Also known as Ilex verticillata, winterberry is a deciduous holly bush common in swampy areas, but easily grown in most home gardens. Although many consider holly to have shiny green leaves, winterberry plants drop their leaves after turning yellow in the fal,l leaving bare branches with bursts of bright red berries that last through mid-winter. Winterberry can range in height from 3 to 15 feet and adds a delicious splash of color to an otherwise drab winter landscape.
Choose a location that receives full sun throughout the day with possible partial shade in the afternoons. Try to plant winterberry to allow for a nice backdrop to display the colorful red berries, such as in front of evergreen trees, a fence or front porch.
Amend your garden soil as soon as it is workable after the last frost in early spring. Winterberry likes sandy soil that drains well. Till the planting area to loosen the soil and dig a hole twice as wide as the root ball and only as deep as height of the root ball. Add about 2 inches of sand to the bottom of the hole.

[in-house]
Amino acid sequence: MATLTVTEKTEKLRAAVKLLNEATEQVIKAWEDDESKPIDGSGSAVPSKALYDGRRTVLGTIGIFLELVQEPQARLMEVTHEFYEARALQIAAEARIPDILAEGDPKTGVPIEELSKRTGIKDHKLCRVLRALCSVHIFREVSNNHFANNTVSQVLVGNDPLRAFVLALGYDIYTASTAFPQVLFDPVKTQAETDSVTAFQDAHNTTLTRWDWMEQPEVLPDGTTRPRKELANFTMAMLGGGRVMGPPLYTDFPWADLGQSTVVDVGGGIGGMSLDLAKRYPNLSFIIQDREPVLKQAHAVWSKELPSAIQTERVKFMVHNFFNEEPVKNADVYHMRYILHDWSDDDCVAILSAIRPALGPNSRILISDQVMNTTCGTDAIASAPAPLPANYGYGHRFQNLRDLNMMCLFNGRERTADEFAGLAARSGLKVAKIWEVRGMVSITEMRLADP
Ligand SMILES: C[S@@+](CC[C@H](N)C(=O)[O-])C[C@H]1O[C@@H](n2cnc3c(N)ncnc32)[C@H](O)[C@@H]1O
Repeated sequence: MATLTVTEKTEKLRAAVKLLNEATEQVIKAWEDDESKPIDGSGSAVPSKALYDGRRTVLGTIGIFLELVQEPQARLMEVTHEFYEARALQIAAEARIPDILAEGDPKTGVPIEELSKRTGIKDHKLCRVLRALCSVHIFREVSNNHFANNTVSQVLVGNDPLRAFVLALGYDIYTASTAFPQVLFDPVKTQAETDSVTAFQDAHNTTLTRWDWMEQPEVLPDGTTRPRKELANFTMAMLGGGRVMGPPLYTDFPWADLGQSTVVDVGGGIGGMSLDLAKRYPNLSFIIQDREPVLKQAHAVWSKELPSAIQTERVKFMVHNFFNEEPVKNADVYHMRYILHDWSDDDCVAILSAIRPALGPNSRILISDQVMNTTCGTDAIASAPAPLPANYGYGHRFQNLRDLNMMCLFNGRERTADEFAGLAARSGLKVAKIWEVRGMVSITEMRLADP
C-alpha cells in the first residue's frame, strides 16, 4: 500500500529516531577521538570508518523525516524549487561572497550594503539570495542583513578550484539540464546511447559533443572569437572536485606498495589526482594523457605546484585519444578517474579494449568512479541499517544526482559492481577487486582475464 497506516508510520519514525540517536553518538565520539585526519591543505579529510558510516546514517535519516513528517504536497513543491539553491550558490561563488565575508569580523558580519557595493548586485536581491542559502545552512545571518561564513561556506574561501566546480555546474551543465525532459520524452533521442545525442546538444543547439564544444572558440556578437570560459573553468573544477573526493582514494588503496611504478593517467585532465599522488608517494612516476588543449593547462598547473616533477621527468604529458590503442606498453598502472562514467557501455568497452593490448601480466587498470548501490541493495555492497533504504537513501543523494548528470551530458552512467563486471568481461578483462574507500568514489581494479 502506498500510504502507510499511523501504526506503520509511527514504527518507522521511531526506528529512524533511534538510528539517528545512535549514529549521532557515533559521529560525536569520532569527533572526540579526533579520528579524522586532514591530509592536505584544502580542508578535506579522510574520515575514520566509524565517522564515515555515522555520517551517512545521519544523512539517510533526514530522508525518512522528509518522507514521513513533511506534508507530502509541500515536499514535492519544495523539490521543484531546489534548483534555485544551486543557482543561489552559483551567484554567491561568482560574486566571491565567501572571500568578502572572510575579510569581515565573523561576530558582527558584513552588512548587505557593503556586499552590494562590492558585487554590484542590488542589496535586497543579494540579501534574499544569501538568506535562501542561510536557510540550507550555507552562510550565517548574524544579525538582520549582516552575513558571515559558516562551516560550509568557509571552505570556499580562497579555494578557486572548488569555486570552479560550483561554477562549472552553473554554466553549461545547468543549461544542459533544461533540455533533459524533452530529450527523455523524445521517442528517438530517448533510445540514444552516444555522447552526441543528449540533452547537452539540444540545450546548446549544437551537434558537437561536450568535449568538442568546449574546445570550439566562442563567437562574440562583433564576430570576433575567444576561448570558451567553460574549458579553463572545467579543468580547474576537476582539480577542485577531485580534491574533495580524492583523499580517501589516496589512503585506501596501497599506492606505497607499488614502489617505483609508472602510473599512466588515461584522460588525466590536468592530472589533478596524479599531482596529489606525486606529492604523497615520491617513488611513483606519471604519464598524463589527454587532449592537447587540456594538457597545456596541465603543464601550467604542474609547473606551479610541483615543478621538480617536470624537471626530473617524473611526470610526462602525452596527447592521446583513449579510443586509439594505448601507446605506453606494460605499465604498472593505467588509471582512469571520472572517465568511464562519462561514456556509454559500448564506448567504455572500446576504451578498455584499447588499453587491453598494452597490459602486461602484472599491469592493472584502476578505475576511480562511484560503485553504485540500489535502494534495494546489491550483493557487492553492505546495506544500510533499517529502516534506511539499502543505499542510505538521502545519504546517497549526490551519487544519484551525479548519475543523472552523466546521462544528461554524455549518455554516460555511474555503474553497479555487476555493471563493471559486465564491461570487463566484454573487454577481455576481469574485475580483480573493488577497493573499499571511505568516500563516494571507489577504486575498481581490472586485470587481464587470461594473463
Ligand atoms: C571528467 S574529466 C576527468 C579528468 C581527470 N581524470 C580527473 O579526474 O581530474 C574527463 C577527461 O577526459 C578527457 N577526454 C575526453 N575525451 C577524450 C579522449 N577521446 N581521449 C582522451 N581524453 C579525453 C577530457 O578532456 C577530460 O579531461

Place your winterberry plant in the hole so the top of the root ball is level with the ground's surface. Fill in with soil and tamp down gently. Plant a male along with a female for pollination. You can plant 10 female plants to one male plant for successful pollination. Plants should be marked as "male" or "female" on the tag or pot. Plant your shrubs two to three feet apart.
Water your winterberry well after planting. The shrub needs about an inch of water weekly. Watering once or twice a week should be sufficient.
Add a 2-inch layer of mulching material around the plants. This holds in water and controls weeds. Although not necessary to fertilize, you can use a balanced fertilizer such as 10-10-10 each spring.